Office rental levels in Bulgaria are starting to stabilize (BG)

According to Colliers International's experts, the office rental levels in Bulgaria are starting to stabilize. Colliers' Top-15 research, conducted by the end of March 2010, includes the 15 largest existing, multi-tenant office projects in Sofia. The projects have a combined size of almost 300,000 m², representing more than a third of the total speculative stock, and serving as an indicator of the developments in the market during the first quarter of 2010.

The first quarter saw a €1.1 m²/month drop in asking rents following a general stabilization of suburban rents in the second half of 2009. As Top-15 projects adjust prices and conditions, they consolidate occupancy. Landlords offer rental reductions as a last resort, and prefer to entice tenants with step-rents, rent-free periods, free moving and other incentives.

According to Colliers' research, the net Top-15 absorption in the first quarter of 2010 was little under 2,000 m². The number of pre-leases signed for Top-15 projects during this period of time indicates that the market is taking advantage of the attractive conditions offered at the moment, and higher absorption is foreseen in the coming quarter.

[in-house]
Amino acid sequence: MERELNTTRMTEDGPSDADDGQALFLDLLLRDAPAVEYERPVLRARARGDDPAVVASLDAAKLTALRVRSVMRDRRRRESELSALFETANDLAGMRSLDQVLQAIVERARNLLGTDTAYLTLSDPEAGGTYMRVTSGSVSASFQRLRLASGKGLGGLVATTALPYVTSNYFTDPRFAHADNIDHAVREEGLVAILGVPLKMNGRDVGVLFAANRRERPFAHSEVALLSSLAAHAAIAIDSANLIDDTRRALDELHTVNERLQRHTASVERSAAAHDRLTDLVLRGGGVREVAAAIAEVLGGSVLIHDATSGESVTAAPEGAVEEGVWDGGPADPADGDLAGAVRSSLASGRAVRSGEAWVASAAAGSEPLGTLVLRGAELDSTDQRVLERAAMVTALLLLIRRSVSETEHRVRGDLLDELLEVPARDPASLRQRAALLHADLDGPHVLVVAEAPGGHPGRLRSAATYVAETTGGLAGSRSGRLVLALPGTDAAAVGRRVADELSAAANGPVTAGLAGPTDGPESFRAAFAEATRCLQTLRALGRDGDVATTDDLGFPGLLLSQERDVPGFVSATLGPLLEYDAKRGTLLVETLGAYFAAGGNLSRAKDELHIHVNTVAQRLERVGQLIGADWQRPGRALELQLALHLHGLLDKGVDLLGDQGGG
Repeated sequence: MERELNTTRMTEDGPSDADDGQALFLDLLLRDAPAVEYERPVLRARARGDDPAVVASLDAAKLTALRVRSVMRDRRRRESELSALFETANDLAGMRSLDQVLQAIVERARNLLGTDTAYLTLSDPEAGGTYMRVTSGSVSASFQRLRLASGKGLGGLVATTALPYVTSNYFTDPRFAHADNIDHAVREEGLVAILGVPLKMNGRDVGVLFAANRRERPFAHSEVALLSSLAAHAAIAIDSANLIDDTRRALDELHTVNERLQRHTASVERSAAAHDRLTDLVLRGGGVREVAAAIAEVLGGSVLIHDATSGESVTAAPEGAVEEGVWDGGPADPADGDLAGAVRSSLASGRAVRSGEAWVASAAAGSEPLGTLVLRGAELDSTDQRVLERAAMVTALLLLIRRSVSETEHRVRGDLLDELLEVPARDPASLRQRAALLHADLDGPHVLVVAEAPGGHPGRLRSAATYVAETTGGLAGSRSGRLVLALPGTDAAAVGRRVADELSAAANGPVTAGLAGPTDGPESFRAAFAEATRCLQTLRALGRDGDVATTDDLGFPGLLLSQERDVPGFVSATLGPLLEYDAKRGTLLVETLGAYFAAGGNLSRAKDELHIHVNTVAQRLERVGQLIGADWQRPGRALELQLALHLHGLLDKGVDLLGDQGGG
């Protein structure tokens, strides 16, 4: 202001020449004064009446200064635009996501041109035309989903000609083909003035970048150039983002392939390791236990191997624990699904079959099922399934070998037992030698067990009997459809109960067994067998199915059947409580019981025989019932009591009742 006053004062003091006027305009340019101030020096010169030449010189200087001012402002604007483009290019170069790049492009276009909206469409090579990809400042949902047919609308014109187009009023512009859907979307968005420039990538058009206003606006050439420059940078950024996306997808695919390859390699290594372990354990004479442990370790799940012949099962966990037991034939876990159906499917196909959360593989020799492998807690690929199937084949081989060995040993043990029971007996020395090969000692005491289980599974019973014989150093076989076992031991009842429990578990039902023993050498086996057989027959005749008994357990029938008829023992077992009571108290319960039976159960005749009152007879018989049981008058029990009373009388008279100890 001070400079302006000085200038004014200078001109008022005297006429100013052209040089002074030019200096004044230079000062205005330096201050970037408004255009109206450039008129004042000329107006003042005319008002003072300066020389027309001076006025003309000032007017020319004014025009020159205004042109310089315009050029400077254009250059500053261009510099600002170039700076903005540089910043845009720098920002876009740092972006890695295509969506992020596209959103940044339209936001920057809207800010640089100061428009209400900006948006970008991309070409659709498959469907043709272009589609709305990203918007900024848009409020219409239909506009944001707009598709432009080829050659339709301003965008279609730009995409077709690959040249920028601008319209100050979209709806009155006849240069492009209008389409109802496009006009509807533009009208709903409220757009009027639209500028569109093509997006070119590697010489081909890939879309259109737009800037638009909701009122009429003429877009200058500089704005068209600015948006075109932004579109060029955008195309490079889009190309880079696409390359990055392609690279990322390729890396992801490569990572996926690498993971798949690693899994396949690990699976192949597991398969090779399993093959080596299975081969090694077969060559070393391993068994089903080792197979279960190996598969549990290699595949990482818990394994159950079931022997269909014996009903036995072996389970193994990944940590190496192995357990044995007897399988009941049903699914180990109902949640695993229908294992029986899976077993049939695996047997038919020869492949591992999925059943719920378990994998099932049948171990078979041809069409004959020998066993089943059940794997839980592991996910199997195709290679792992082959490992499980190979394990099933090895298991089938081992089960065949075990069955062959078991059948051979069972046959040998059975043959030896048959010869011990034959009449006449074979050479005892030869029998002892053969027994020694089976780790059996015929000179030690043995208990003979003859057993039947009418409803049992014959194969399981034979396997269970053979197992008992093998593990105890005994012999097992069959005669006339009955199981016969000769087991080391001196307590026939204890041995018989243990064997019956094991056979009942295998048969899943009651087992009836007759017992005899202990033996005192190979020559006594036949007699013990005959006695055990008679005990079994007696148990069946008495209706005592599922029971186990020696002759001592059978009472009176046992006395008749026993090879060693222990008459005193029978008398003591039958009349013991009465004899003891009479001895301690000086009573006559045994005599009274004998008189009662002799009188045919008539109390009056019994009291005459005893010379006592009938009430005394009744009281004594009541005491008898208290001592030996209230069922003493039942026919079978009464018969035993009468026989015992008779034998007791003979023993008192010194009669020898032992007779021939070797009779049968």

"After a period of relatively low activity, we are already seeing signs of recovery in the office market. We expect the market to start picking up in the second half of the year with more transactions at attractive rental levels and conditions taking place," said Anton Slavtchev, Manager Offices and Business Parks at Colliers International, Bulgaria. According to him, the effect of further consolidation and global mergers and acquisitions will be a major driver of demand on the Sofia office market in the coming months. In terms of segments, IT and Business Process Outsourcing will remain the most active ones and are also expected to drive demand going forward.

Colliers' research confirms the increased segmentation in the market and the classic real estate mantra that "location is essential". New market entries, with perceived unattractive location, struggle to attract tenants in a slow, demand-driven market; however, established projects continue to enjoy almost full occupancy.

Source: Colliers

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